Recognize and apply design patterns
Refactor existing designs to use design patterns
Reason about applicability and usability of design patterns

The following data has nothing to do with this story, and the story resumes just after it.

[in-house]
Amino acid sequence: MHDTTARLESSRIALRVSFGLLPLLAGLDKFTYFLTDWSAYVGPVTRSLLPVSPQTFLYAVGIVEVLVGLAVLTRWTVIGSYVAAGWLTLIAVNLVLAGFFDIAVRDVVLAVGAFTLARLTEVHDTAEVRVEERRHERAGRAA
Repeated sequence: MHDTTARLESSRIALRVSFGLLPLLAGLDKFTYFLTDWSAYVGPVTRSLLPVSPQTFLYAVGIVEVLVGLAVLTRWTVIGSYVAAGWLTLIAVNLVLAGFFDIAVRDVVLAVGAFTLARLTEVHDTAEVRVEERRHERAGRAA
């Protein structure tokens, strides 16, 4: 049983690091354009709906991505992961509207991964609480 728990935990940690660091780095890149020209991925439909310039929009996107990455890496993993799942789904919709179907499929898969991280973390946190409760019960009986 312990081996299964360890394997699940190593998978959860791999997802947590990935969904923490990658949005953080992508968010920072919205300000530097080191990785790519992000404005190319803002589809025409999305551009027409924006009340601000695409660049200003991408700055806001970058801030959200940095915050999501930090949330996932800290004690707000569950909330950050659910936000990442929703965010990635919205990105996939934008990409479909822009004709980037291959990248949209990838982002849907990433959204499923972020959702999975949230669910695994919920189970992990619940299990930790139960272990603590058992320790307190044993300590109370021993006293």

So in the example we've done so far, we've been using just one builder to build up a particular object and we looked at how to implement this builder and even make it fluent. But sometimes a single builder isn't enough. And what you want is you want several builders which are responsible for building up several different aspects of a particular object. And you also want some sort of facade. And facade is another design pattern that we're going to take a look at later on. But we are going to encounter it in this demonstration. So let me explain to you why this is needed. Now, I'm going to use a bit of a synthetic example, but this example is simple enough to understand. So let's suppose you have a person now. A person has two different classes of information. There is information regarding a person's address. So I might make a couple of public fields once again. So I'll make public String Street address. I'll add postcode in Eilat City. So this is the information which pertains to the address. And you might want to have a builder just for building up the address in a fluent way and then, of course, will have some employment information as well. So we have public string company name and position, and I led another field public int annual income, for example. So this is quite a bit of information on the person. And we want to well, first of all, we want to output this information. So I'll add formating members. I was just dump everything here. So we have a nice big to a string implementation so that we can see how the person is actually initialized. Now, what I want to have is some kind of builder which actually builds up a person. But really I want several builders taking care of the process. So I want a nice API for building up the address, for building up the employment information and for jumping from building one to building another. And for this we make a builder Fassett, or in fact, we're going to have to build our facets of Fassett for address and a facet for employment. So let's take a look at how to implement this. Now we're going to start, which might seem like an ordinary approach with a person builder, but the person builder isn't really a builder in the full sense of the word. It's a facade. Have to have a cedella here, but never mind, so the person builder is a facade for other builders, so it doesn't actually build up person by itself, but it keeps a reference to the person that's being built up. That's one thing. And the second thing is it allows you access to those sub builders, if you will. So here's what it looks like. We have a protected person person. He was a new person. Now I have to stress that this is a reference, it's a reference object. This is very important because if you were building up a struct, you would have a lot of problems with this approach. They can be mitigated, but I'm just putting it out there so that you're aware of this. So we have a reference to the object that's being built up in this case. It's a person and it's initialized here. Now, in addition, what we do is we expose the builders, but what builders? We haven't got any yet. So let's make a person job builder. So I'll make a person job builder. So a person job builder is designed for building up job information on a person object. But in addition to just being standalone, it also inherits from person builder. Now, this is really weird. Why are we inheriting from it? You you'll see why in a moment. It all becomes clear in a while. But for now, let's just focus on this object. So we need as a constructor argument to take a reference to the person that we're actually building. So I'm going to take a reference here, actually. Let's go into the general menu, make a constructor. But I'm going to take a person person I'm going to assign this this the person he calls person like. So now what's happening here is that you're passing into the builder, the object that you're building up and you're storing it in the field that you inherited from person builder. So far, so good. And now I can build that nice, good looking fluent API. So if I want to say that the person works at a particular place, I say public person, job builder at I put the company name here as an argument. And then what I do is I say person dot company name equals company name and return this because it's all going to be a big fluent interface. Then I have the same thing for the position. So as a so the person works at this company as a and then string position, so I'll put that in here. String position. So once again we simply assign a field and then we return this sort of person position equals position and then return this. And finally we have that annual income. So public person, job builder earning int amount and then we just say person dot annual income equals amount and return this once again. Now why do we do all this? What is the point? Well, the point is that we can now start using this API. We can now make a person builder. So I'm going to say var PB equals new person builder and then of course I can try building up a person so we will try doing var person equals and then I'm going to say person builder and I'll go to the next line and I'm going to put a dot in here. Now so far, strangely enough, we're not getting much. It doesn't look like a person builder even has an API for us to work with. So let's make an API now. We want to expose person job builder from person builder. And this is actually really easy because, well, we can just return the new instance with the provided argument that we're building up. So here's what it looks like. Public person, job builder works. So it's a public property called works. And we're going to return a new person job builder, which takes an argument of person, the original person, the person that's being built up. So I'm going to say person here. So essentially, we now have a property called works and we can start using it so we can say person builder dot works dot at. And you can provide the company name com recap, for example, and then I can go to the next line and just indented nicely as a and I can say he works as an engineer. And then earning, let's say, one hundred and twenty three thousand rubles, for example, notice as soon as I put the semicolon, Bishop a reformats, the whole thing. So that kind of ruins the presentation. I'm going to undo it for now. OK, so this is one facet of person because employment information is a facet and there is another facet, which is the person's address. So for that, we simply make another builder. Hopefully you understand the process of what I'm going to do is I'm just going to paste in a person address. So here we go. Person Indra's builder, very simple. It also takes the person reference. And I have to stress once again, this listing with references is convenient. We're building up on that same reference. We have a single reference to person that's being passed through all these sub builders, and that's fine. But if you have a value type, you could be in trouble, shall we say? Obviously not our case. So now that we have a person address builder, what I can say is I can say public person, address builder lives and then return a new person address builder passing in the person once again. OK, so what does this give us? Because you can see that we once again have a fluent interface. We have a method called AD. So the person lives at the street address with post code, so and so in such and such and Sydney. And we can add this information anywhere in the person builder. So for example, I can go in here and I can say lives dot at and I can say 123 London Road and then I can sort of manually indent here and say in London with postcode as W one to a C for example. So the reason why we can jump from building up the address to building up the employment information is because both the address builder as well as the employment builder inherit not just they inherit from person builder. So both of them actually expose every other builder out there. And as a consequence of this, yes, you can you can write something like personal lives, lives dot lives forever. That's completely fine. But, you know, that's just a side effect of the fact that you are trying to make things convenient to use. So what we've done is we've used to sub builders to present a fluent interface for building up a person. But interestingly enough, if we now right line this right person, we're obviously not getting a person at the end because a person is actually a person job builder. That's the last call. So the question is, well, how can we actually get a person without introducing another piece of API? And that is perhaps the icing on the cake in this case. So if we go to person builder, what I often do, which isn't really that correct of a programming approach, but I do this. I do. Public static implicit operator person taking a person builder B and I simply return Piddock person. OK, small P, obviously, there we go. So what I'm doing is I introduce an implicit conversion operator to person and this allows me to write the following. So I kind of keep using far, but I can write person person and this will work just fine. So that's actually compile this and execute this. And as you can see, we're getting the built up person. So we have the address initialized correctly. We have the employment information initialized correctly as well. So this is a more complicated example. I recommend that you actually download this code than jump into it and figure out what's going on here, because there is a bit of a trickery in the way that we're we've essentially built a facade. So a facade is simply a component which hides a lot of information behind it. Now here we've made the classes of the sub builders public. But obviously, as you can imagine, you can make them inner classes of person builder. You can hide their internals from the consumer. That's also quite possible. So this is the faceted builder approach.